Hemopurifier Lectin-Affinity Treatment
Two patients were treated with the Hemopurifier for 6 hours daily. The cartridge was operated via a standard dual lumen veno-venous hemodialysis catheter. Blood entered the cartridge where plasma was forced through the pores (≈200 nm) of the hollow fiber membrane due to the pressure gradient established. Blood cellular elements remained in lumen of the hollow fibers. Plasma entered the extracapillary space where the lectin-affinity resin resides. Glycosylated molecules were bound by the lectin and prevented from re-entering the circulation. The pressure gradient was reversed along the course of the hollow fibers allowing the plasma to flow backward through the hollow fibers to recombine with the blood before re-entering the circulation (Figure 2) 6.
Clinical parameters and laboratories were collected as per standard of care. Blood samples for plasma COVID viral load measurement and exosomal analysis were collected in EDTA blood collection tubes prior to and after each Hemopurifier session. Plasma was isolated, deactivated with viral lysis buffer, and shipped frozen to Aethlon Medical for further analysis. The used Hemopurifier cartridge was sealed and refrigerated and then sent back for viral elution by the following methodology. First, used Hemopurifiers were flushed with a 200 ml solution of 0.5M alpha-methylmannoside (α-MM), a lectin binding competitor7, to gently elute a portion of the blood components bound to the resin. Subsequently, Hemopurifier cartridges were flushed with 200 ml of TRIzol reagent (Thermo Fisher) to elute any remaining blood components, proteins, and nucleic acids still bound to the GNA lectin. A spin column capture methodology was used to isolate RNA eluted in the Trizol solution. Briefly, 1ml of the Trizol-eluent (frozen at -80⁰C) was thawed and mixed with 200μl of chloroform, vortexed for 15 seconds and incubated at room temperature on the benchtop for 2-3 minutes. The mixture was then spun at 12,000g, 4⁰C, for 15 minutes and 600μl of the upper aqueous phase collected and transferred to a new tube. This was mixed with 1.5x volumes (900μl) of 100% EtOH and then added to the QiaAMP Viral RNA extraction column (Qiagen, cat#52906). The remaining RNA isolation procedure from the column was performed as instructed by the manufacturer, and purified RNA was eluted in 45μl of AVE Buffer. A one-step RT-qPCR methodology8 was used for detection of the SARS-nCoV2 virus with the Taqman 2019 nCov Assay Kit (Thermofisher Scientific, Cat# A47532) targeting three unique SARS-nCoV2 genome sequences (N-protein, S-protein, and ORF1ab) and the Taqman Fast Virus 1-step master mix (Thermofisher, Cat#4444434). An estimate of the viral copy number captured on the hemopurifier was calculated by relative comparison to measurements of the positive control standard (Thermofisher Scientific, #A47533).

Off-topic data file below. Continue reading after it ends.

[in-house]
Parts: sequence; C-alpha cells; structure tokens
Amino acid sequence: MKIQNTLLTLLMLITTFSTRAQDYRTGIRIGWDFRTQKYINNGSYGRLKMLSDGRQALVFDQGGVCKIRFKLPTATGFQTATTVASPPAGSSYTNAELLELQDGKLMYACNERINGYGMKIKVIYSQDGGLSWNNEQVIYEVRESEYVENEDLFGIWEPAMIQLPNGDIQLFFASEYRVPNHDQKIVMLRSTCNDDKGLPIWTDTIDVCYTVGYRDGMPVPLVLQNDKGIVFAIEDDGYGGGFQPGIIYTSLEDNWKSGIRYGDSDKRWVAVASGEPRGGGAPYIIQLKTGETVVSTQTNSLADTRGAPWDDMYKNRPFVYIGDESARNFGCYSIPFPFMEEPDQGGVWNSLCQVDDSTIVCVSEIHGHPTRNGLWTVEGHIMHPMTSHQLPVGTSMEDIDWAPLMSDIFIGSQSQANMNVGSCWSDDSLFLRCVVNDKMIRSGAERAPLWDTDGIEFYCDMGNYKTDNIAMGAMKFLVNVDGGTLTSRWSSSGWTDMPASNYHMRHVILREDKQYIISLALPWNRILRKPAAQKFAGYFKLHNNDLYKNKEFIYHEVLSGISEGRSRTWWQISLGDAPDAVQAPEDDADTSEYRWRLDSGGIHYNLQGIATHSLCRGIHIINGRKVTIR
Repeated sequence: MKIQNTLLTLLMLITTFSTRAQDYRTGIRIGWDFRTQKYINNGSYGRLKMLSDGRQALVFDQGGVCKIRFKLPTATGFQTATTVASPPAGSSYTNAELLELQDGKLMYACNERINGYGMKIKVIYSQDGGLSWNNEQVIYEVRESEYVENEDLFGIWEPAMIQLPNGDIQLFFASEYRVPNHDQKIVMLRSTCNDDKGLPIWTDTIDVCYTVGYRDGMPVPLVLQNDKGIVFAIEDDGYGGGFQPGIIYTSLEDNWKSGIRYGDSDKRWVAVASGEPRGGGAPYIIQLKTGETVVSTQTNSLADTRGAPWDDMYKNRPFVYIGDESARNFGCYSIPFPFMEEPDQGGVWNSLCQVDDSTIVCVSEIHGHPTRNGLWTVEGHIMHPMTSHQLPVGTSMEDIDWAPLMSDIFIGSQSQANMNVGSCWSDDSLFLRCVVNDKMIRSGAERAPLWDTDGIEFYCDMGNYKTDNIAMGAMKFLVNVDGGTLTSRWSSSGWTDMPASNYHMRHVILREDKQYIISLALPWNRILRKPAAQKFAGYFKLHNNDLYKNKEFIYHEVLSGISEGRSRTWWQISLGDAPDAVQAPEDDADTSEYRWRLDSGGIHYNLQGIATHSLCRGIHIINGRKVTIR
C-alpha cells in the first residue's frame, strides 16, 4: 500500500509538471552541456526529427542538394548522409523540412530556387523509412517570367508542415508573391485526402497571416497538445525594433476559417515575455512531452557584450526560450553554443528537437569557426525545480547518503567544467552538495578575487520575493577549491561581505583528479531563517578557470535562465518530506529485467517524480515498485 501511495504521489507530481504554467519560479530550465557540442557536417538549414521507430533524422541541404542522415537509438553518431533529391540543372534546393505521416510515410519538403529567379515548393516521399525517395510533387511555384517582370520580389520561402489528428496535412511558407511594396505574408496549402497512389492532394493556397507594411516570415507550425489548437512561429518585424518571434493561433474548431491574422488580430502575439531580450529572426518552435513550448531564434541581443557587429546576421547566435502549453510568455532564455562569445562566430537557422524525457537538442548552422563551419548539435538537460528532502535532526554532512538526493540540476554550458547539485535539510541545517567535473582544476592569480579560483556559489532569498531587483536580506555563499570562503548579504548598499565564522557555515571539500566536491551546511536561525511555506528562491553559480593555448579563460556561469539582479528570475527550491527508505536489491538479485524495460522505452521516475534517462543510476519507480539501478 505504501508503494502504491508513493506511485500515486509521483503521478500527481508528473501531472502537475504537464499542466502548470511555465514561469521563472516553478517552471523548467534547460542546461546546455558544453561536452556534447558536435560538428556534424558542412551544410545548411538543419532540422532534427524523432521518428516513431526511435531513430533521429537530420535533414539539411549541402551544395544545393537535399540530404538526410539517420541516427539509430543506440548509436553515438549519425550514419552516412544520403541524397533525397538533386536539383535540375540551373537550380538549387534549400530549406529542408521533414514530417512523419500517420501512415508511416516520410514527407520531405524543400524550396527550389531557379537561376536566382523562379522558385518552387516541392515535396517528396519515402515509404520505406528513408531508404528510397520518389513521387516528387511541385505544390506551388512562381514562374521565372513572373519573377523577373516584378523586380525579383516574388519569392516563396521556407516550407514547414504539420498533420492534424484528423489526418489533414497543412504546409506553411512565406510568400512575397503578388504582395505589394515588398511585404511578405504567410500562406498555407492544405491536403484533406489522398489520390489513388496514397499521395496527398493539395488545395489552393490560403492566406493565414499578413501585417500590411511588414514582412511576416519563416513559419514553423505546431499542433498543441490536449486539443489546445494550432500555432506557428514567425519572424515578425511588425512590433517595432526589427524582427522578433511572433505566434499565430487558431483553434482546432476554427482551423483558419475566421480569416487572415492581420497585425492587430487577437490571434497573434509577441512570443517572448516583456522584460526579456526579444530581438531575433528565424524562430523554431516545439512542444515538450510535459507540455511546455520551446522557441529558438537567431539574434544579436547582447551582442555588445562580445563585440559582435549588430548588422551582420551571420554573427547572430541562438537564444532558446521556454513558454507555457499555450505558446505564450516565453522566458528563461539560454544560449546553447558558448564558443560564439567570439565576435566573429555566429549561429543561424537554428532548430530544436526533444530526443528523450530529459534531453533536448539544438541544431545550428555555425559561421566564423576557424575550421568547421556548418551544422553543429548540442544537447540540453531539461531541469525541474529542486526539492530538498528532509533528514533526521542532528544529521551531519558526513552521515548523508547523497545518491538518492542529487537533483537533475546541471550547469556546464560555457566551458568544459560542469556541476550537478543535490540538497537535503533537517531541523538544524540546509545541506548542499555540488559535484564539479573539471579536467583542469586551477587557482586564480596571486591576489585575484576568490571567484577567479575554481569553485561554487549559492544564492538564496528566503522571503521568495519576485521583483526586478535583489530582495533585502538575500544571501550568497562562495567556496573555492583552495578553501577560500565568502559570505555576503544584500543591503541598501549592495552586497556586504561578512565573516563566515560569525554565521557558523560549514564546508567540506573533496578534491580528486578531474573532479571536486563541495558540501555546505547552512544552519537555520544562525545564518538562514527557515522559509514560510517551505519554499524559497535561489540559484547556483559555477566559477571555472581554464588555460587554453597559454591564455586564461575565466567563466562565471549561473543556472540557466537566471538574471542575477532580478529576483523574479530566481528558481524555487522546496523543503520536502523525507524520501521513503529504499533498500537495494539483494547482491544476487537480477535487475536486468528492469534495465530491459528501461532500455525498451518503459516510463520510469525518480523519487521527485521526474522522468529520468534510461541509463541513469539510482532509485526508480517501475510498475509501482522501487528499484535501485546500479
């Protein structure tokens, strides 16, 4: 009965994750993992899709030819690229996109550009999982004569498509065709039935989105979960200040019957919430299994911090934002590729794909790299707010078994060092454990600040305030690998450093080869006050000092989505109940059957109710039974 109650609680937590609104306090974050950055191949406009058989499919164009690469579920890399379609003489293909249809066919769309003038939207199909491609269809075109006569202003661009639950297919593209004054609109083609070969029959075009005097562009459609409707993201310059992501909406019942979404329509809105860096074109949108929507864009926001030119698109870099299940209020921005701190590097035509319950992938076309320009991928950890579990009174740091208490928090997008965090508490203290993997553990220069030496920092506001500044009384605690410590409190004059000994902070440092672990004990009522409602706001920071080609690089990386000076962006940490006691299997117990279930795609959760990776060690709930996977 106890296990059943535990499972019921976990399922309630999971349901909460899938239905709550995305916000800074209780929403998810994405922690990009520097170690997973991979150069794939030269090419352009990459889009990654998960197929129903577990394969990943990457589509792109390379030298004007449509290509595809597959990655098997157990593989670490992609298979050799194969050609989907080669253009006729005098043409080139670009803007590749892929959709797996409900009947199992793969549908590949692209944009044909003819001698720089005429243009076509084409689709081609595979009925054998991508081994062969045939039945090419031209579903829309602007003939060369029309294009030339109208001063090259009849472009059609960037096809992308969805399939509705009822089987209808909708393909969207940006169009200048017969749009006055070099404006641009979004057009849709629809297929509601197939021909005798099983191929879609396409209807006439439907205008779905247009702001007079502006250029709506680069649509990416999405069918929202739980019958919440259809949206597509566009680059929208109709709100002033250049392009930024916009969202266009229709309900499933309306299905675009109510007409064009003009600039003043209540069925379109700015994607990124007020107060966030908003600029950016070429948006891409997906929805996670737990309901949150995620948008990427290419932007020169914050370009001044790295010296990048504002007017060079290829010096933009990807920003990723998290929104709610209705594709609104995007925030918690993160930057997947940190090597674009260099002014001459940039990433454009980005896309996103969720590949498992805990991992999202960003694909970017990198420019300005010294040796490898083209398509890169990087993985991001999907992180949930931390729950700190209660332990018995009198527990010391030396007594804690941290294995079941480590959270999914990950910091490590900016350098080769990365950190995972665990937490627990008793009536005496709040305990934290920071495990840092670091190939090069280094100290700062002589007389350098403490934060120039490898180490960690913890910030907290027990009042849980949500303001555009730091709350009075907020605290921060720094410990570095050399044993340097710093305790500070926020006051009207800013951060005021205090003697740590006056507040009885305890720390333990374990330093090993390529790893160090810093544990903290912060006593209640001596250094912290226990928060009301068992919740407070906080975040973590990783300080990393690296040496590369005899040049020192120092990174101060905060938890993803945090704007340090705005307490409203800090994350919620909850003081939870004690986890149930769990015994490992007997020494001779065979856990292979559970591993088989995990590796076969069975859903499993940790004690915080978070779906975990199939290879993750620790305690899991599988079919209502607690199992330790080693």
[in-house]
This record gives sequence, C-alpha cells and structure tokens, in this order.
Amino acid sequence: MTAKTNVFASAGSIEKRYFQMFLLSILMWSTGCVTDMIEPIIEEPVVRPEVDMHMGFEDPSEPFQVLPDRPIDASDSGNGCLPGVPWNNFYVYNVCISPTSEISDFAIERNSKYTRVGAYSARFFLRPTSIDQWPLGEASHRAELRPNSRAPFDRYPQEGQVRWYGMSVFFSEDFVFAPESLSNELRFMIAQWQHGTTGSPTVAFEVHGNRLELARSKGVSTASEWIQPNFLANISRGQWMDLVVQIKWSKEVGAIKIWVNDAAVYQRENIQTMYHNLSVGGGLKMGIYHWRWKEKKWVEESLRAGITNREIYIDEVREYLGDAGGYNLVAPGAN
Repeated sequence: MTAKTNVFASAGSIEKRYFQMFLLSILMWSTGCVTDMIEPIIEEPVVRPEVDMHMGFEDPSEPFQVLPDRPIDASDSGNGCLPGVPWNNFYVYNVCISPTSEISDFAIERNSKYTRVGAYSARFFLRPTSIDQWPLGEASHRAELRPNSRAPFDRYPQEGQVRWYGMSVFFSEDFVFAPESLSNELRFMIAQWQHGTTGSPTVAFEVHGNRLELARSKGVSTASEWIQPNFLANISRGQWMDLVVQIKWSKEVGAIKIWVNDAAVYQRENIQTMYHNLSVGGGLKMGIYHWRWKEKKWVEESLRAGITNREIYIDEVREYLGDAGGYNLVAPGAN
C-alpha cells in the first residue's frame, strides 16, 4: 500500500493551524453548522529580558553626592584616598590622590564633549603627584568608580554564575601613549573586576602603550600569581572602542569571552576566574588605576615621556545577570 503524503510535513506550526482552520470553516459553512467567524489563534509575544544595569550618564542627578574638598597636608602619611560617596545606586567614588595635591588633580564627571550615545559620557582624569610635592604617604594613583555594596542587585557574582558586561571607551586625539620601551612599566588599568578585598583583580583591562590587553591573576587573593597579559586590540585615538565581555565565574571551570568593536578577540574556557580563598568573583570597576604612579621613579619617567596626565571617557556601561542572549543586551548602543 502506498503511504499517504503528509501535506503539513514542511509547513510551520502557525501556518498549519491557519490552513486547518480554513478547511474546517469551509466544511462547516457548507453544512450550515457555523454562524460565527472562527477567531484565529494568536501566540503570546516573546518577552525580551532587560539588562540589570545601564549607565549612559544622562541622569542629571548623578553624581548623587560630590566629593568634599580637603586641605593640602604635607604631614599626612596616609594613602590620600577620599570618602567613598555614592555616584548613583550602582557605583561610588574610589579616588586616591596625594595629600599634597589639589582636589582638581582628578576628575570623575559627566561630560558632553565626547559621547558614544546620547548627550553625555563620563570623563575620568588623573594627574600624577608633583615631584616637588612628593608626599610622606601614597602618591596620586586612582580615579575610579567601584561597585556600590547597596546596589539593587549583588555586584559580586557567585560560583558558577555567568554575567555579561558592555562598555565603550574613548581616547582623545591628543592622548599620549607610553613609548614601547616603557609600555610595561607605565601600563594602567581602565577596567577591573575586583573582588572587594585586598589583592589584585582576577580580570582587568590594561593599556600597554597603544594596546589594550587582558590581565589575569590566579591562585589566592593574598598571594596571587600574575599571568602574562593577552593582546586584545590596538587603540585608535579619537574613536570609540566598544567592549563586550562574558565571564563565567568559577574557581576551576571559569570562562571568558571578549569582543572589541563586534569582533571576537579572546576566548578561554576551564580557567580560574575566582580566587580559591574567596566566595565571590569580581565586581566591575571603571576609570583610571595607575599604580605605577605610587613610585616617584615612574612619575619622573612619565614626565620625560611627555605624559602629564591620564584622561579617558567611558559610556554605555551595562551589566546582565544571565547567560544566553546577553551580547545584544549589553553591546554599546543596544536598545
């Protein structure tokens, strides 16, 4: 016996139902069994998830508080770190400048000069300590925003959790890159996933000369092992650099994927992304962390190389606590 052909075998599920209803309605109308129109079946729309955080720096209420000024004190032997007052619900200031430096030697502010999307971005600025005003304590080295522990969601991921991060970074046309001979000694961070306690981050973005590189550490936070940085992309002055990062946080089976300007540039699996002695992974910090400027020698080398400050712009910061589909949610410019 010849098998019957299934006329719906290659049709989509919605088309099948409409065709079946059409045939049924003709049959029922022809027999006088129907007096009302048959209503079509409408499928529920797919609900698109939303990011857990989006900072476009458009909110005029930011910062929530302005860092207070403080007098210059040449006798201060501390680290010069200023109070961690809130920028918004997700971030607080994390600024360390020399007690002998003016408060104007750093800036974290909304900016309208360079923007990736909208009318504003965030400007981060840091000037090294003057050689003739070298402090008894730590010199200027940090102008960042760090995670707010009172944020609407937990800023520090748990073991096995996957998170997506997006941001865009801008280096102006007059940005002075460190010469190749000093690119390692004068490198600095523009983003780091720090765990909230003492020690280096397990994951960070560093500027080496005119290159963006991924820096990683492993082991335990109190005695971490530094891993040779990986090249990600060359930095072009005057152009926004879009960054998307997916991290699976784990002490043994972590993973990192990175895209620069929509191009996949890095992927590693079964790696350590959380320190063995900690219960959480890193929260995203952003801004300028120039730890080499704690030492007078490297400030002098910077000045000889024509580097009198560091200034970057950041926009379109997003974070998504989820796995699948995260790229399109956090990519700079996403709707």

Plasma COVID viral load testing was accomplished using the same viral RNA detection techniques. The biological specimens, plasma samples (with EDTA anticoagulant) were collected from each pre- and post-Hemopurifier therapy session, and 140µl from each plasma specimen was processed in buffer AVL (Qiagen) to isolate nucleic acids using the QiaAMP Viral RNA extraction kit according to the manufacturer’s instructions. Purified RNA samples were collected in 30μl of AVE Buffer and 5μl were used in each RT-qPCR to quantify SARS-nCoV2 viral copy numbers. For comparative analysis of viral loads among distinct plasma samples, calculations were further normalized to the quantity of Ribonuclease P (RNAse P) measured in each sample, a recommended methodology to control for differences in SARS-nCoV2 sample collection and processing techniques 9.